Ex-McKinsey Partner Charlie Nunn new CEO of Lloyds

14 December 2020 Consultancy.uk 3 min. read
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Lloyds Banking Group has hired the HSBC banker Charlie Nunn as its new Chief Executive Officer. Nunn, who is a former McKinsey & Company Partner, replaces long-serving boss António Horta-Osório, who exits the position after a decade.

The banking sector faces financial headwinds from the global pandemic, as well as the continued uncertainties surrounding negative interest rates and the impact of Brexit. As Lloyds Banking Group looks to prepare for the coming challenges of 2021, it has overseen the succession of its new Chief Executive Officer to help carry the firm forward.

António Horta-Osório is set to leave Lloyds in June 2021, after almost a decade at the helm. Having joined in 2011, his impending departure was announced this summer, alongside the appointment of former government advisor Robin Budenberg as Chairman to replace Lord Blackwell. Stepping into Horta-Osório’s shoes is Charlie Nunn – Nunn, who is currently the head of HSBC's high street banking division. He is set to take over once he finds an agreement over the date of his departure with HSBC.

Charlie Nunn, CEO, Lloyds

Commenting on the arrival, Chairman Budenberg said, “I am excited about Charlie's vision for Lloyds Banking Group, as well as his passion for and commitment to our purpose of helping Britain prosper. Given his career track record, he will bring world-class operational, technology and strategic expertise to build on the strengths of the existing management team. I look forward to welcoming him to the group.”

Having arrived at the bank in 2011, Nunn was appointed as Chief Executive of HSBC’s Wealth and Personal Banking arm in February 2020, following a management reshuffle by boss Noel Quinn. Prior to his time with HSBC, Nunn also spent 12 years with Accenture in the US, France, Switzerland and the UK, before joining strategy consulting giant McKinsey & Company in 2006. Throughout his five-year stay with the firm, Nunn was a Senior Partner.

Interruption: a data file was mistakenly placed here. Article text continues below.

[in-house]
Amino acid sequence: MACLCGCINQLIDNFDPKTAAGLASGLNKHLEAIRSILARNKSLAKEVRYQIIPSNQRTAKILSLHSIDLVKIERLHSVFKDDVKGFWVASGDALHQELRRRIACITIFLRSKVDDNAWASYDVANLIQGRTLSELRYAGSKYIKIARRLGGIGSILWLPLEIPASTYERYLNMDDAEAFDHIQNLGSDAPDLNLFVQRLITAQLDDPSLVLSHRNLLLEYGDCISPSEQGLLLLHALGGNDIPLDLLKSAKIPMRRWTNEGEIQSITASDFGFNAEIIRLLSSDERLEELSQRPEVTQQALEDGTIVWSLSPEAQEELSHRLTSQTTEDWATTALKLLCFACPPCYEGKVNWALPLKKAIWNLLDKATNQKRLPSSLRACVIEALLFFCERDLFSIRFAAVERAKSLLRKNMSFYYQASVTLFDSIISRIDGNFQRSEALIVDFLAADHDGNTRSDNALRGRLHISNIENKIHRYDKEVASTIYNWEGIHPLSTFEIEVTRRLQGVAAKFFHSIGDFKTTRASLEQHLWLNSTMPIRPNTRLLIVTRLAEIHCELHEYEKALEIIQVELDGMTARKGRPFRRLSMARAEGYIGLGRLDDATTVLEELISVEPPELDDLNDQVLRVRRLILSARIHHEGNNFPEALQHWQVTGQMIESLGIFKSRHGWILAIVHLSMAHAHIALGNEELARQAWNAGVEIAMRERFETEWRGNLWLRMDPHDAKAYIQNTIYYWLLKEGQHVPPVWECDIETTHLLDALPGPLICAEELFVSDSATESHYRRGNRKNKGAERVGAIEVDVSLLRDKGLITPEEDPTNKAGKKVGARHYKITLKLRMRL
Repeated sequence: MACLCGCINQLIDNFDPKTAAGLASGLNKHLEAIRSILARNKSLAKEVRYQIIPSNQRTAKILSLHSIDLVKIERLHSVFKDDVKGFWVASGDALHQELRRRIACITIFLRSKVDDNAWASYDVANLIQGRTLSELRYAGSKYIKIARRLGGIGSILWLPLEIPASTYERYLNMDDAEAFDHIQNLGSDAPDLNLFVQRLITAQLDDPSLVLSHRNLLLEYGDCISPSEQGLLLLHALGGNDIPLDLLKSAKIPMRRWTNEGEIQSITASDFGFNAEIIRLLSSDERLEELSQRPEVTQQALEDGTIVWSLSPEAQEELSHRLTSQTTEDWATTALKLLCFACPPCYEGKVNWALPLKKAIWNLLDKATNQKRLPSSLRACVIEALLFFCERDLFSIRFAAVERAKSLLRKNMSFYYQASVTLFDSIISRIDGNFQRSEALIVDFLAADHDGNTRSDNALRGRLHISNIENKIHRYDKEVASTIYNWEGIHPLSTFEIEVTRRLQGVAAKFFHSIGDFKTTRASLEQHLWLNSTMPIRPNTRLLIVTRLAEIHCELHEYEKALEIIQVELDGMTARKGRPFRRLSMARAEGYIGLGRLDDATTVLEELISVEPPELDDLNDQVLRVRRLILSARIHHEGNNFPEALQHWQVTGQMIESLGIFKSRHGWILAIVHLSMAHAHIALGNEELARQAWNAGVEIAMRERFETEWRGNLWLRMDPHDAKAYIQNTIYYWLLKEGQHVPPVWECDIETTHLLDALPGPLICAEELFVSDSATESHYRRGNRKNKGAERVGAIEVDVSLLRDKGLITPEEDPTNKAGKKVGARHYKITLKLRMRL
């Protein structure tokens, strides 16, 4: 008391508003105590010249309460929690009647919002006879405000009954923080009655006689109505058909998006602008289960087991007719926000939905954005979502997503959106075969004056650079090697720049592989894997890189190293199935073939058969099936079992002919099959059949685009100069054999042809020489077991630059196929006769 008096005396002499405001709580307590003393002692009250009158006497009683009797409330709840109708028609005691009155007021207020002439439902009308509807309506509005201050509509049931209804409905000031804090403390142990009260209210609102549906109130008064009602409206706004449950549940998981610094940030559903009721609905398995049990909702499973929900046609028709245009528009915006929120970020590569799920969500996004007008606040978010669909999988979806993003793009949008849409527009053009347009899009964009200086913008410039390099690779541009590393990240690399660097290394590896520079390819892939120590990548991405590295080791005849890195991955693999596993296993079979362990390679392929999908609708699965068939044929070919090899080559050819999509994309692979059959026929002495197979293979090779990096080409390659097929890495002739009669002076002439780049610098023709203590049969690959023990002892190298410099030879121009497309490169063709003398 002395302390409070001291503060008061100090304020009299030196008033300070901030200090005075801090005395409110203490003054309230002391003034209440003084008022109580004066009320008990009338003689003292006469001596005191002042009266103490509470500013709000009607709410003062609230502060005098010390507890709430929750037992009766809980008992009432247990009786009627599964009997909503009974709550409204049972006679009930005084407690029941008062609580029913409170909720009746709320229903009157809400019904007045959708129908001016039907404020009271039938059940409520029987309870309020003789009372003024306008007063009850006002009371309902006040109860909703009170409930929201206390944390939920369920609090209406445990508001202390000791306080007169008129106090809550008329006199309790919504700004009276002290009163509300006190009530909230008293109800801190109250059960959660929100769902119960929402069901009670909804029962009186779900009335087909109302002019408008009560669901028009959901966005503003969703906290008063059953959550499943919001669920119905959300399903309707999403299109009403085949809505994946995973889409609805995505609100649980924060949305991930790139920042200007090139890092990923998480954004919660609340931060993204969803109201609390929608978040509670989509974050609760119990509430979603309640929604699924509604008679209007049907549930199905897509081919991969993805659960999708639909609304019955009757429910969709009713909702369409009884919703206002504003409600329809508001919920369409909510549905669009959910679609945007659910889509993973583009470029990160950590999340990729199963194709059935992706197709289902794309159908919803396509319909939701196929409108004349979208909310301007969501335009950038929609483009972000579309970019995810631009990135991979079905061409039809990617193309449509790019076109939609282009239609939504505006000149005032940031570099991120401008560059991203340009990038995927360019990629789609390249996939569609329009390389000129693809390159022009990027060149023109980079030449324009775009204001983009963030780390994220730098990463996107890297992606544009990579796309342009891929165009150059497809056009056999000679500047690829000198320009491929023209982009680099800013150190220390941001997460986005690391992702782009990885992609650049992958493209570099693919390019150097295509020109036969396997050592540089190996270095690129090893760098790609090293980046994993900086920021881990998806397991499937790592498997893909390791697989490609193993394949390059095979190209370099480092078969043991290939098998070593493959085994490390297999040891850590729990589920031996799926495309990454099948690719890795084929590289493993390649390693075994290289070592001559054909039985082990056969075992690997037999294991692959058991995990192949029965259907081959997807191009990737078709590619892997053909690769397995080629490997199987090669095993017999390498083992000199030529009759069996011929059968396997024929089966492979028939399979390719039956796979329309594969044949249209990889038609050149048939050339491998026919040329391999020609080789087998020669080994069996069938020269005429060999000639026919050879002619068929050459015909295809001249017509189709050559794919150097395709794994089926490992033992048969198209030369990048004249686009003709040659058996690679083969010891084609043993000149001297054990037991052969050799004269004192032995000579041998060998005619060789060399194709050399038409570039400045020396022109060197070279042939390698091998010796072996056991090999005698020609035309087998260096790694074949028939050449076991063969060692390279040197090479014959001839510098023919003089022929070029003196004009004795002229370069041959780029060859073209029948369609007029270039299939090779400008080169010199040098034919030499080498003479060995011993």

Speaking on his new challenge, Nunn remarked, “I feel particularly lucky to be joining Lloyds Banking Group at this important time. Lloyds' history, exceptional people and leading position in the UK means it is uniquely placed to define the future of exceptional customer service in UK financial services. I look forward to building on the work of Antonio and the team and their commitment to helping Britain prosper.”

The appointment of Charlie Nunn as the next CEO of Lloyds is yet another feather in the cap of McKinsey, which already boasts a string of financial sector bosses among their alumni. Former McKinsey Partner Jane Fraser has been named the incoming CEO of Citigroup, andwill become the first woman to head up a major Wall Street bank when she takes over from Michael Corbat in February.

James Gorman, current Chair and CEO of Morgan Stanley, is also a Wall Street bank boss with McKinsey experience – having advised major financial institutions at McKinsey during the 1990s. Meanwhile, Tidjane Thiam spent the last five years as the CEO of Credit Suisse before exiting earlier in 2020, having spent 10 years with McKinsey. Ex-Standard Chartered CEO Peter Sands and former UBS Group CEO Peter Wuffli are further examples of McKinsey alumni rising to the top of the banking sector. 

With banks expecting to be asked tough questions over the coming months, it is perhaps not surprising that McKinsey partners are in vogue. Problems exacerbated or created by the Covid-19 crisis, profits slumping in the face of low interest rates and an increasing need to embrace technology are issues which many organisations would turn to a consultant for help with – so hiring a CEO with a background in that line of work makes business sense.

Speaking to business news site WorkSydney, one anonymous McKinsey Senior Partner summarised the situation, saying, “It’s clear that whatever was working for the banks before is not working for them now, and will not in the future… You need people who cannot just develop a strategy for transformation, but see it through and not let the focus slip from quarter to quarter. Banks boards undoubtedly prefer that sort of experience.”